European companies shamed over rights violations abroad

Major European companies have today been named and shamed for violating human rights in other parts of the world, highlighting the need for stronger EU action on corporate responsibility.

Nestle, AB InBev and H&M are among companies headquartered in Europe whose behaviour around the world has been placed under the spotlight in the newly published ITUC Global Rights Index 2022.

“Companies are not being held to account and have, in too many cases, lost a moral compass,” according to the International Trade Union Confederation (ITUC) which compiled the report.

But the European Commission has so far only delivered the bare minimum on its promise to improve corporate responsibility, with a weak draft directive needing major improvements to be effective.

European companies violating workers’ rights across the world:

  • Nestlé – Brazil: Nestle continued to use the pandemic as a pretext to slash wages and benefits. At its chocolate factory in Vila Velha in Espírito Santo, the company decided unilaterally to halve food voucher benefits from R$680 to R$350, having already reduced the share of profits passed on to workers. The cutting of food benefits first began in São Paulo, where the company has half of its workforce. In 2019, the company dismissed more than 200 workers there but had to reinstate them after a court order. But in return the unions were forced to accept an agreement that reduced employee benefits, including food vouchers.
  • AB InBev – Peru: AB InBev implemented personnel restructuring processes without consulting the union organisations. In the restructuring process, the company dismissed three union general secretarie as well as fifteen workers at the northern plant in Motupe, Peru, all of whom are members of the Backus National Union on strike.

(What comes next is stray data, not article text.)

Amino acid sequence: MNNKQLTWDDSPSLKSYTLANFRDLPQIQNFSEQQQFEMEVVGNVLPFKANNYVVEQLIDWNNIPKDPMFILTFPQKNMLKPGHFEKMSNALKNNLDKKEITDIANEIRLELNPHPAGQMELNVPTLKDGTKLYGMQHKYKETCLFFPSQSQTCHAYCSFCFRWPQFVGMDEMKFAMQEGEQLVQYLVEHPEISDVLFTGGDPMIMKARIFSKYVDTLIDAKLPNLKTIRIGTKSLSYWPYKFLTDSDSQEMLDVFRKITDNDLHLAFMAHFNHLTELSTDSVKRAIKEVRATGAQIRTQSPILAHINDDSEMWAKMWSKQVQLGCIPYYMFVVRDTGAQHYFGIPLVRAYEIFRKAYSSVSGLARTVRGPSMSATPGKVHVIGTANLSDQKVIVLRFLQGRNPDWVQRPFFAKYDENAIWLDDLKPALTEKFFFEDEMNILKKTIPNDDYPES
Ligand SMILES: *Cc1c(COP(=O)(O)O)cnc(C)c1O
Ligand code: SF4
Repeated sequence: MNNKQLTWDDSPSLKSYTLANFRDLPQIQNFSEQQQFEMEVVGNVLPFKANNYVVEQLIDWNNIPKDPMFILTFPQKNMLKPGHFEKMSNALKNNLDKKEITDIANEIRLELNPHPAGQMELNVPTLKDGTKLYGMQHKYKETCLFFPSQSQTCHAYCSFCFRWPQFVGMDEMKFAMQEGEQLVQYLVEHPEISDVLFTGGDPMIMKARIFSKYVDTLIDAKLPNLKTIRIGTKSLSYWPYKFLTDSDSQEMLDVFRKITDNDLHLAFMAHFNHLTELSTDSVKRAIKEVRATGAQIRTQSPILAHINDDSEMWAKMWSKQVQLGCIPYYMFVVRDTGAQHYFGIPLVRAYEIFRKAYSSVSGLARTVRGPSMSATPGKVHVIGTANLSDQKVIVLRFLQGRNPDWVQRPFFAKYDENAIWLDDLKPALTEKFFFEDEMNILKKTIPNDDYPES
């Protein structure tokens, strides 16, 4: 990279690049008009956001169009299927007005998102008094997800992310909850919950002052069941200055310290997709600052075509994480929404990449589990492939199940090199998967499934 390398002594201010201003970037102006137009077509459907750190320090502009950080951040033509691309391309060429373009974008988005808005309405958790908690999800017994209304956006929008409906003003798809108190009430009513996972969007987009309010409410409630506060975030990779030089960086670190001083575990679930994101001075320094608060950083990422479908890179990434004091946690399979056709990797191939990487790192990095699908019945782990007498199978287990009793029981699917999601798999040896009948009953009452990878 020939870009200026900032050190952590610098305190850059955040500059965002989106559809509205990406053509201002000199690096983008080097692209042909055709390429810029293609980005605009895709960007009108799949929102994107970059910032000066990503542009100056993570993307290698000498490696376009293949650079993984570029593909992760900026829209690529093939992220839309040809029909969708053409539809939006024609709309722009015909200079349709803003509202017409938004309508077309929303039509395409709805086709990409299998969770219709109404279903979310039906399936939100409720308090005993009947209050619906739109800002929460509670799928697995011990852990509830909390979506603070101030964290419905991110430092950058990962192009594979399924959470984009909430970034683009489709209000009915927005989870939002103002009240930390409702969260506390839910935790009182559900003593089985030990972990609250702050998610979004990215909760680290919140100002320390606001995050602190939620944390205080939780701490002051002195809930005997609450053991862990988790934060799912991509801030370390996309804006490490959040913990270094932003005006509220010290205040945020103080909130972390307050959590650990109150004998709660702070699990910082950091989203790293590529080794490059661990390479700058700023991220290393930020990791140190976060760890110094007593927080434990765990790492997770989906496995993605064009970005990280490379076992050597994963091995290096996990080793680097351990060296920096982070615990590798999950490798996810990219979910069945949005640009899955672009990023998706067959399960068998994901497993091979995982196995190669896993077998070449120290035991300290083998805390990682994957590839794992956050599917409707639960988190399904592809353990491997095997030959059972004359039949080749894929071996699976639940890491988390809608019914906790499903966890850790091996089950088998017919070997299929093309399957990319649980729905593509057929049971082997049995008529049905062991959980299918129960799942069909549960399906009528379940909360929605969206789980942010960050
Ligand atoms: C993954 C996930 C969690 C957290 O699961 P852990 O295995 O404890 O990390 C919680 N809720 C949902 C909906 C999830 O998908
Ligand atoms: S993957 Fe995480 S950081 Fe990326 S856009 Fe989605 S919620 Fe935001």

• Heinz-Glas – Peru: Heinz-Glas continued with its anti-union policy to disband the union and prevent collective bargaining. The company offered help for the disaffiliation of members, even going to their homes, sending them the letter of disaffiliation, calling them one by one to encourage their disaffiliation and offering a position with a higher income to those who would choose to disaffiliate.
  • H&M – New Zealand: The H&M clothing chain suspended fourteen workers on 24 April 2021, during the negotiation of a new collective agreement on pay, in an anti-union move punishing them for trying to achieve the living wage. In 2019 already, unionised workers at H&M were locked out after wearing stickers in stores calling for fair pay.
  • Santander – Brazil: Enforced a 55% pay cut on 40 bank union leaders after they made a legal challenge to be paid for overtime hours.  

The cases highlight how European companies will continue to act with impunity around the world without a strong directive on due diligence.

However, as it stands, the draft directive not only fails to provide victims of rights abuses effective access to justice or sanctions which act as a deterrent to corporations, but also undermines the exercise of trade union rights enshrined in international and European human rights instruments like the ILO conventions and Council of Europe European Social Charter.

ETUC Confederal Secretary Isabelle Schömann said:

“Companies should behave abroad as they do at home. But in too many cases, big name brands believe they don’t need to comply with workers’ and trade union rights outside Europe.

“Some of Europe’s richest companies are stamping on the rights of some of the world’s poorest workers, putting their own profits before people and the planet. The leaders of the companies named in today’s report should be ashamed of themselves.

“The ETUC calls for strong EU legislation to bring those business models into line. So far, the European Commission has given into corporate lobbying and offered the bare minimum. An EU directive on corporate accountability should include workers participation in the whole due diligence process for a zero tolerance strategy against human rights violations, which ensures that victims can seek justice and companies found to have broken the law face sanctions.”


Embargoed Global Rights Index 2022

More information on the draft EU legislation on Corporate Sustainability Due Diligence